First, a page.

Three Good Things in Nature: A Walking Intervention to Improve Nature Connection and Mental Health

Our first nature connectedness intervention was Three Good Things in Nature, and we continue to test its effectiveness in various situations. Our latest research paper has been published in the Journal of Public Mental Health (accepted version available here). This study looked at the benefits of noticing Three Good Things in Nature during a nature based or urban walk for people living with depression and/or anxiety.

Noting the Good Things in Nature

Previously, we’ve found noticing the good things in nature brings sustained and clinically significant improvements in mental health through increasing nature connectedness. However, little is known about the effect of nature connectedness on clinically relevant states including depression and anxiety. This latest research builds on previous work and provides further insight by showing the Three Good Things in Nature approach brings sustained benefits in a clinically relevant population through adapted nature walks. This further supports the use of the Three Good Things in Nature approach for green social prescribing, using the version integrated into Go Jauntly for example.

Note the good things in nature while you walk with Go Jauntly

Fifty participants (30 female, 20 males with a mean age of 40 years) were randomly allocated to walking in urban environments or nature, plus noticing and writing down three good things in nature. Thirty-nine participants had a formal diagnosis of depression and/or anxiety with the rest indicating that they experienced symptoms of depression and/or anxiety. Fifteen participants indicated that they were taking medication for depression and/or anxiety. Sixteen of the participants were accessing community mental health services under the care of a psychiatrist. Twenty had been discharged from mental health services but wished to access well-being support. Fourteen were accessing primary care support.

The groups participated in a 30-minute walks for five consecutive days, guided by the researcher and at least 3 volunteers/colleagues, in groups of a maximum of ten. Both conditions received the same study briefing with social interaction comparable between the two. The nature walks took place in a forest park/natural area and were slightly different each day and undertaken in lakeside, beach, mountain, forest and bog areas. The urban walks also followed different routes each day through housing estates, town centres, a town park and main roads. Measures of nature connectedness (CNS), well-being (WEMWBS), positive and negative affect (PANAS) were taken at baseline, post and six-week follow-up.

The analysis indicated a significant increase in nature connectedness and positive affect in the nature versus the urban walk at post and follow-up. The nature condition showed significantly higher wellbeing at the 6-week follow-up. The increase in nature connectedness at follow-up was 30%, compared to 4% in the urban control. The increase in wellbeing at follow-up was 42%, compared to -3% in the urban control. For positive affect there were increases at follow-up in both groups, 135% for the nature walk compared to 85% in the urban control. The larger increase in positive affect appearing to feed through to wellbeing in the nature group. However, negative affect decreased in the nature walk at post intervention but rose to be higher than the urban group at follow-up – although still below the baseline level.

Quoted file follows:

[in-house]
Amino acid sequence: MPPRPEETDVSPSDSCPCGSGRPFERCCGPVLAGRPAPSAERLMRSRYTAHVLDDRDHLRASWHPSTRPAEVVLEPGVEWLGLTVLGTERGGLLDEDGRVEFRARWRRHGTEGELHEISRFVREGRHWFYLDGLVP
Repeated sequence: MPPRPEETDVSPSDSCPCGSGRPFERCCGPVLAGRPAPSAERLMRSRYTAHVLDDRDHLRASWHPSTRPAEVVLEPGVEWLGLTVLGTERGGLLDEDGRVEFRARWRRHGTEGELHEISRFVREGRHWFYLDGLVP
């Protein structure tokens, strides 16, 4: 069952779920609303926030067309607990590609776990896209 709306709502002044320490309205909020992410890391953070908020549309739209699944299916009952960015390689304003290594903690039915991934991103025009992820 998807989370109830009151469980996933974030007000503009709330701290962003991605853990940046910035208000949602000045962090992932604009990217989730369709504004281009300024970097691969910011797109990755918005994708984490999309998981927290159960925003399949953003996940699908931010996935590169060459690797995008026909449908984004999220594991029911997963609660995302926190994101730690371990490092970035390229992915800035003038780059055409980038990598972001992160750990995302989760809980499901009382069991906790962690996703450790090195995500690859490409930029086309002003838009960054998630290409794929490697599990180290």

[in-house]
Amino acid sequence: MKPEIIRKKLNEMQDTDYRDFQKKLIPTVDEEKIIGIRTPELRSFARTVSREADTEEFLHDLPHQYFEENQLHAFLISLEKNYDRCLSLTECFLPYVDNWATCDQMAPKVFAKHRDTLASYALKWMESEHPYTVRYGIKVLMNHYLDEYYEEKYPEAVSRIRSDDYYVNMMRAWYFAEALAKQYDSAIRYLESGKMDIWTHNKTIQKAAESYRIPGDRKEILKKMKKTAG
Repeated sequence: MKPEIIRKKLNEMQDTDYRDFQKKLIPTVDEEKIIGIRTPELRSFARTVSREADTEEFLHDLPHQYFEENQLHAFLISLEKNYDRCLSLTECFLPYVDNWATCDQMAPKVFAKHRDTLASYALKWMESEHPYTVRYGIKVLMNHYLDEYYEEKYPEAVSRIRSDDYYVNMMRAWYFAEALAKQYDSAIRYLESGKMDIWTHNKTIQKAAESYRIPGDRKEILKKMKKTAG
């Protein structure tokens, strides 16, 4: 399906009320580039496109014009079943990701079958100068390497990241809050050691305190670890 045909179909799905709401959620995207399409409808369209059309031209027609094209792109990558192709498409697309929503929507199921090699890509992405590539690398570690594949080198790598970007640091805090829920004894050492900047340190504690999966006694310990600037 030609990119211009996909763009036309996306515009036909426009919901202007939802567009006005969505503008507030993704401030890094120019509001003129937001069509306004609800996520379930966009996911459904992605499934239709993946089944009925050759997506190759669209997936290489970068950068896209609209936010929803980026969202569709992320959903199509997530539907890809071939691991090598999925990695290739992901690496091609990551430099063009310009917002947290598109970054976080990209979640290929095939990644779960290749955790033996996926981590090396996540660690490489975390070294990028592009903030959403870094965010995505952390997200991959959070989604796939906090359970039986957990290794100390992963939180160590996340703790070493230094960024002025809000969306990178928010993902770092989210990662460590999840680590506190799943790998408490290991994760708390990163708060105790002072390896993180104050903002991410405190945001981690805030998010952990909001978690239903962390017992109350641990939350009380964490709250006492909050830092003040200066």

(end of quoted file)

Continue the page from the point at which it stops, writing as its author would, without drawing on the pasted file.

In line with previous work, the results support the Three Good Things in Nature intervention as benefitting mental well-being, with this study extending the benefits of the approach to a clinically relevant population. Care is needed in clinical populations, but Three Good Things in Nature could be promoted as an intervention for those receiving treatment for low-level depression and/or anxiety, complementing existing interventions and acting in a preventative capacity. Further, the approach could be utilised to inform the development of preventative and management interventions that can improve well-being for individuals with depression and/or anxiety. As a simple and cost-effective approach, this is especially pertinent given the financial and capacity pressures associated with post-pandemic mental health provision.

Our large-scale survey work shows that nature connectedness and simply noticing nature explains wellbeing over and above time in nature. This empirical work provides evidence of a causal link. Further, added to our recent nature connectedness audio meditation, the sustained increases in nature connectedness, positive affect and wellbeing support further work into focussing on improving nature connectedness for mental (and nature’s) wellbeing.



Keenan, R., Lumber, R., Richardson, M. and Sheffield, D. (2021), “Three good things in nature: a nature-based positive psychological intervention to improve mood and well-being for depression and anxiety”, Journal of Public Mental Health, Vol. ahead-of-print No. ahead-of-print.


About Miles

Professor of Human Factors & Nature Connectedness - improving connection to (the rest of) nature to unite human & nature’s wellbeing.
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